Thursday, January 3, 2013

In Which I Am Thinking About Being Here

This article in Slate caught my eye today.  Aside from the catchy 'Hey, be like Sherlock!' pop-culture analysis of it, the points in it are very important, and worth reading.  I believe we're losing valuable observational and experiential skills.

Mindfulness is something many people, especially those on spiritual paths, set as a goal.  We want to attain that state of being fully present in the moment, but we're surrounded by influences that fight against it.  The cell phone, tablet, and laptop mean that I can 'stay connected' wherever I go.  Sometimes, this is good.  When I'm getting ready for the Dionysium, when I'm planning the safety arrangements for a festival, if I've got a sick or injured friend who needs my attention, then it can be critical for someone to reach me or for me to check details.  If I worked an 'on-call' job, my employer would need some way to get hold of me.

But...why do we have so many 'on-call' jobs?  Sure, doctors and emergency responders make sense: what if there's a major emergency?  Even IT professionals make a certain amount of sense, though the ever-encroaching business of "You're expected to take one week a month 'on-call' in addition to your scheduled time, to adjust your schedule and limit your activities, for no additional pay unless you're actually needed," seems like companies' way of saying "It matters enough to us to sell 'full-time coverage' to our customers that we'll inconvenience and frustrate our employees, but not enough to have sufficient staff to simply *schedule* someone full-time."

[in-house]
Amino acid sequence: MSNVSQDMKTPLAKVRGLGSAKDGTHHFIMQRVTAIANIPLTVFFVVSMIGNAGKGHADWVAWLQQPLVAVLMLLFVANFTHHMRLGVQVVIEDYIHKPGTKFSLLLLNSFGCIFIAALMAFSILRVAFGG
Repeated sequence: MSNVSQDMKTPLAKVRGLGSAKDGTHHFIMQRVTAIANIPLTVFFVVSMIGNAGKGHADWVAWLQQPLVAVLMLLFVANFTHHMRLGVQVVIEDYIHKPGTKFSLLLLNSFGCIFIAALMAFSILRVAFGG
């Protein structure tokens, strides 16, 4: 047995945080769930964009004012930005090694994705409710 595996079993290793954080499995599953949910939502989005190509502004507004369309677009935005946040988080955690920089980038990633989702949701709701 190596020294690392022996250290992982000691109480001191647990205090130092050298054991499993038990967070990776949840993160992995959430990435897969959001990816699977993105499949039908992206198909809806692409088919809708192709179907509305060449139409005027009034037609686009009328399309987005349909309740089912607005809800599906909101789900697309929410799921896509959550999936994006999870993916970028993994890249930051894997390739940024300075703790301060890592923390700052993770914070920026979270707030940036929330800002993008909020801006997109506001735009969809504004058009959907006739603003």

A friend told me a couple of years back that the manager at her part-time retail job told her, "During the Holiday season, refusing to come in and cover a shift on your day off (without a doctor's note) or not returning a call to come in within two hours is grounds for termination."  Really?  To run a cash register at little better than minimum wage, you're supposed to agree to be 'on call' for over a month and willing to rearrange your own schedule to cover management's failure to anticipate business correctly?  That's wholly unreasonable.

But, as Philadelphia Story reminds us, "Miss Imbrie must eat.  And she also prefers a roof over her head to being constantly out in the rain and snow."  If the terms of your employment require it, and you need the job, you'll give up that control until you can find a better option.  I don't like that the world works this way, but it's not a thing I can change.

I see dozens of people every day giving up that control completely voluntarily, though.  They walk along, head down to text or tweet, they stop everything to read an e-mail whenever the phone buzzes, they surreptitiously check a screen five times over the course of a conversation. Sometimes I'm one of them.  It's occasionally a conscious effort for me to get through a movie without pulling out the phone to check IMDB and see who that actress is, or text a friend the funny thing I would have told her if she were sitting next to me, but I get through.